Thursday, 11 June 2015

Laura Park's debut graphic novel, Michael DeForge's 'Big Kids,' and new Brecht Evens: D&Q continue 25th anniversary announcements

Publishers Drawn & Quarterly have been using the event of their 25th anniversary to release a string of announcements regarding new, upcoming books. I've been waiting for these to rack up a little so I can compile them in post (and I'm told there's more yet to come), and here I've gathered together some information on the 3 books I'm most excited about. Probably the biggest news yet is that D&Q will be publishing Laura Park's debut graphic novel, Do Not Disturb My Waking Dream. There's no release date for it yet, but the reaction to the announcement on social media was immediate and very enthused. Park's a superb artist and she and her work are well-loved and known within the comic and wider illustration and arts community (I believe she's also had some health problems that have impeded her career at some stage), so this really is welcome news. You may remember I reviewed an issue of Do Not Disturb My Waking Dream back in 2013; the D&Q book will be a collection of those mini-comics -currently up to issue #4- a collection that 'details her hopes, dreams, desires, and fear in darkly funny comics and sketchbook drawings.'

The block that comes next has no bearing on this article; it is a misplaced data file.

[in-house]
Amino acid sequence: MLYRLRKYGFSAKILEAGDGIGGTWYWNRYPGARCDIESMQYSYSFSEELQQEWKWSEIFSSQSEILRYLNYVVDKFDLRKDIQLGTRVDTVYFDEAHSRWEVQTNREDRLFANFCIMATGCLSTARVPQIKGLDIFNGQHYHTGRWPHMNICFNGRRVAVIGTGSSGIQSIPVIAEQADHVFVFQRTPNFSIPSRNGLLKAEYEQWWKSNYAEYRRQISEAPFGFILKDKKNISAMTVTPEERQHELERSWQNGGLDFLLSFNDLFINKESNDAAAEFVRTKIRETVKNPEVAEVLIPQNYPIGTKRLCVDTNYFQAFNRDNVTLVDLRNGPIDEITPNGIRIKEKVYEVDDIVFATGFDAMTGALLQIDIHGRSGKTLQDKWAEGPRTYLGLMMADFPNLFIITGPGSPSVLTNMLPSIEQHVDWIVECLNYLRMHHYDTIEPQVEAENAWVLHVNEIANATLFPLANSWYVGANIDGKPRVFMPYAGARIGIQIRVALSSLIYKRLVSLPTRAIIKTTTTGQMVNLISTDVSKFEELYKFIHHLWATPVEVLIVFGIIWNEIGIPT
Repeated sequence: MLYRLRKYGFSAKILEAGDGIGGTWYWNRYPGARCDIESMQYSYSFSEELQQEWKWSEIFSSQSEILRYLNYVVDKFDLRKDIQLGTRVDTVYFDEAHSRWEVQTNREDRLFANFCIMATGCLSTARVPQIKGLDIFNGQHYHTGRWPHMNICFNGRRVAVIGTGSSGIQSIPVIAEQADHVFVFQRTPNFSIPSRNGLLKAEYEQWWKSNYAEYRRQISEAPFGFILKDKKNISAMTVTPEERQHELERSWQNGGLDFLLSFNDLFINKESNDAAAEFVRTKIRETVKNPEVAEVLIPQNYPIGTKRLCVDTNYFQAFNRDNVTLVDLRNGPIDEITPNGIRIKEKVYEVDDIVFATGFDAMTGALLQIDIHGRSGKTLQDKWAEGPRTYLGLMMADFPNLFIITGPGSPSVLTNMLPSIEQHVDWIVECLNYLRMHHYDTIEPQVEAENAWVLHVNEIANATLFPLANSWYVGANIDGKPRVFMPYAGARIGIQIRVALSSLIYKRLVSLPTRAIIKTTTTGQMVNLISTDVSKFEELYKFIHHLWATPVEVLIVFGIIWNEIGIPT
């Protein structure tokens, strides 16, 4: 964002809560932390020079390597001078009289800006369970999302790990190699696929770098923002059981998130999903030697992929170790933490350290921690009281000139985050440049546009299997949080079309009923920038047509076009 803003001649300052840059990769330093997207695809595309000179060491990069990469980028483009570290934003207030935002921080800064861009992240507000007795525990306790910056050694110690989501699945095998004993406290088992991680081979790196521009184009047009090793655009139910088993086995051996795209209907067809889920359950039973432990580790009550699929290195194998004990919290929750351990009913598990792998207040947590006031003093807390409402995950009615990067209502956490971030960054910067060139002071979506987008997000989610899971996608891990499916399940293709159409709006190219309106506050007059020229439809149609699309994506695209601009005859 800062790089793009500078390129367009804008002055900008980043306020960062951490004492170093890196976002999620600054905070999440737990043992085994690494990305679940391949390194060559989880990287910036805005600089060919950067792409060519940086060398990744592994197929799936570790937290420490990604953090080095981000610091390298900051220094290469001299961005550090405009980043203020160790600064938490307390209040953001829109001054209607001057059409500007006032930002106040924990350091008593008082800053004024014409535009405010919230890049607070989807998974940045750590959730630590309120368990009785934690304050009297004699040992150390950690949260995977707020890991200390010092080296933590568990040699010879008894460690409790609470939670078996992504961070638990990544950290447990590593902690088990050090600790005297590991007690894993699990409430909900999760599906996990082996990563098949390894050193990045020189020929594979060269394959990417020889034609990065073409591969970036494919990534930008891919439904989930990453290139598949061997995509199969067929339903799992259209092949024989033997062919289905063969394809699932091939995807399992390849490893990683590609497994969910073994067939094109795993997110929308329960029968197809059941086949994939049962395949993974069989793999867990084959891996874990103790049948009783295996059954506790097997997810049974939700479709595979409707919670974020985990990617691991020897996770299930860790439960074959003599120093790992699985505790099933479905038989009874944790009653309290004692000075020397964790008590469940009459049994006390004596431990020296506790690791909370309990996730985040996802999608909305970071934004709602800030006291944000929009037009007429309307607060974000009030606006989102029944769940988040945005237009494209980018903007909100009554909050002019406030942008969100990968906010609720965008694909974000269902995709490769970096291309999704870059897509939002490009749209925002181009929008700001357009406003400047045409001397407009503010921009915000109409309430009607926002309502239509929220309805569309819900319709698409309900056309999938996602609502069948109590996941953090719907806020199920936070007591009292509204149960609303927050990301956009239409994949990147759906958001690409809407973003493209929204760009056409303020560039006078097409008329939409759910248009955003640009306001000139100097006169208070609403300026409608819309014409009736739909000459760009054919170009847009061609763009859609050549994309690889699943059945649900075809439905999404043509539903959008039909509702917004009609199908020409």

Park’s comics have won her an Ignatz Award and earned her an Eisner nomination, and she's also the illustrator for two middle-grade kids' book series written by James Patterson, Middle School and I Funny, though this will mark her first full-length comic book work. Her strength as a storyteller and artist lies largely in her drawing style- not only does she simply draw exceptionally well, her art is very rich in a traditional illustration sense, lots of crosshatching, whilst mainly using ink and washes. Her cartooning is attractive: charming and expressive- she really manages to convey a range of emotions and moods so effectively, without ever losing a sense of warmth. And she's funny. If you've not come across her work before, here are a few links I'd recommend perusing: her online portfolio, her Flickr account which is an absolute treasure trove, these two delicious-looking recipe comics she did for Saveur- here and here, and a personal little favourite: this poster she created for the CAKE festival

Next up is Michael Deforge's Big Kids, an all-new previously unserialised 120-page book due for publication in January next year. I came a bit late to Michael DeForge's work. I'd heard and read so much about how amazing it was, and because I find that I can get affected by a barrage of opinion either way, I wanted to come to it in my own time and on my terms. So I only started reading him last year- Ant Colony, Very Casual, First Year Healthy, his online comics; I'm still catching up. His work is remarkable: what makes it special to me is that even though his style is specific it also feels familiar. His stories are often seemingly odd or surreal, but they have a very particular verisimilitude which I connect with. It's beautiful ( his visual sense, design, and colour are so strong) and different, but it also always feels real. DeForge is one of my favourite -and undoubtedly one of the most excellent- cartoonists working today, and as a comic fan, I feel lucky that he's pretty prolific.